Strength training- why are we not doing it?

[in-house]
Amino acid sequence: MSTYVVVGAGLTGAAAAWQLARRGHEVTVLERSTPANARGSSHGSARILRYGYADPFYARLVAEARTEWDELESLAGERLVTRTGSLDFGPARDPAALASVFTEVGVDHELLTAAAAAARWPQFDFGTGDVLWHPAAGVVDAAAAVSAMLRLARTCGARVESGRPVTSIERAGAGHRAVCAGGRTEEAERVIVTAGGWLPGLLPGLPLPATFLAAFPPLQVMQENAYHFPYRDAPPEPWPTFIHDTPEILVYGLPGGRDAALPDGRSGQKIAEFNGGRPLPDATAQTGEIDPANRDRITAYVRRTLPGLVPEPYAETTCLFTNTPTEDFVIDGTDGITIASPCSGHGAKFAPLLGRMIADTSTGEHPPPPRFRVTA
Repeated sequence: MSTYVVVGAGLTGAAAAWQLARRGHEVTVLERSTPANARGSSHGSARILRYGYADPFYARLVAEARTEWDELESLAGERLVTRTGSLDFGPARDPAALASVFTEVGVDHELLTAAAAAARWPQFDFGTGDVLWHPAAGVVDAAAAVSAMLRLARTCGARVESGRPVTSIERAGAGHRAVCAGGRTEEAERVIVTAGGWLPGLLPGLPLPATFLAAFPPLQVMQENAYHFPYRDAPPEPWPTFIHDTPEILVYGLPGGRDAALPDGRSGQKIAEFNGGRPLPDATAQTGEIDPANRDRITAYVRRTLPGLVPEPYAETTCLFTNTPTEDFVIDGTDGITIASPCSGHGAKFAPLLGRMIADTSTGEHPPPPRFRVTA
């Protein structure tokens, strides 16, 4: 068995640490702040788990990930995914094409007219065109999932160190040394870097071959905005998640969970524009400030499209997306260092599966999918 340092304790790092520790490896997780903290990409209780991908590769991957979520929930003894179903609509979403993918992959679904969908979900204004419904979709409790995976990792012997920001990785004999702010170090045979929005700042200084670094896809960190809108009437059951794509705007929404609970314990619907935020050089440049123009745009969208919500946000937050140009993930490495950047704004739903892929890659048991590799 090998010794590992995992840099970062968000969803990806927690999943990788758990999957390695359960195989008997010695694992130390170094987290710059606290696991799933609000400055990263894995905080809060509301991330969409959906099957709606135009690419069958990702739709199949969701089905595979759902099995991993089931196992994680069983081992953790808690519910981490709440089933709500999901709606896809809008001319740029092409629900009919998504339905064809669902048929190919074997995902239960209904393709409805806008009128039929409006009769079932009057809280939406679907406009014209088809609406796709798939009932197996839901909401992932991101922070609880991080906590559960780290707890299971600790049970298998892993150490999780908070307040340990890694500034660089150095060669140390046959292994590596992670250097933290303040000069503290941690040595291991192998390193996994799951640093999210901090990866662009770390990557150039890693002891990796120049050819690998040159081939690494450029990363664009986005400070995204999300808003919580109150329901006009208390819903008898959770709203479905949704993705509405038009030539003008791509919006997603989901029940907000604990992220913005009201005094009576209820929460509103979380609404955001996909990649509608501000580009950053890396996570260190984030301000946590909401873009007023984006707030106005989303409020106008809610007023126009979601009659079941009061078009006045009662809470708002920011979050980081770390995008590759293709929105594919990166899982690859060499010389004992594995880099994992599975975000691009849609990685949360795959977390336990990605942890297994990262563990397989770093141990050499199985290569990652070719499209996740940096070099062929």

According to a recent study published in the Journal of Strength and Conditioning Research, only 9% of Americans are strength training consistently.  Why?  Resistance training doesn't give that immediate sweat that you get from cardio exercise- although, if you are doing the workout intensely, it can be harder than cardio.  Women may be scared off by heavy bars and dumbells- you don't have to use any weight to do resistance training.  Many gyms, especially in the weight room area, can be intimidating without any guidance.  So, how do you get started?  Try starting with machines or weight workout classes at the gym, or resistance bands that you can order online.  There are a ton of workouts available online, dvds, and books or you can get a personal trainer; and there are so many different and creative ways to incorporate strength training into your workout now so you don't have to lift weights the traditional way.  Strength training has many benefits- stronger bones, ligaments, tendons, better balance and coordination, weight loss and control (more muscle means more calories burned), and it has been shown to lower the risk of chronic disease.  ACSM recommends to work all your major muscle groups 2-3 times per week, giving at least 48 hours of rest in between.  Strength workouts can take 20 minutes or even broken down into two 10 minute workouts in one day.  You don't have to use weights, you can use your own body weight and still challenge yourself.  Try for 2- 3 sets and 10-15 repetitions for each exercise.  And make sure you are pushing yourself so that the last 4-5 reps are challenging and you are feeling a muscle burn.  If you are in a exercise rut or have hit a plateau, try resistance training 2-3 times per week consistently and see if you get results.

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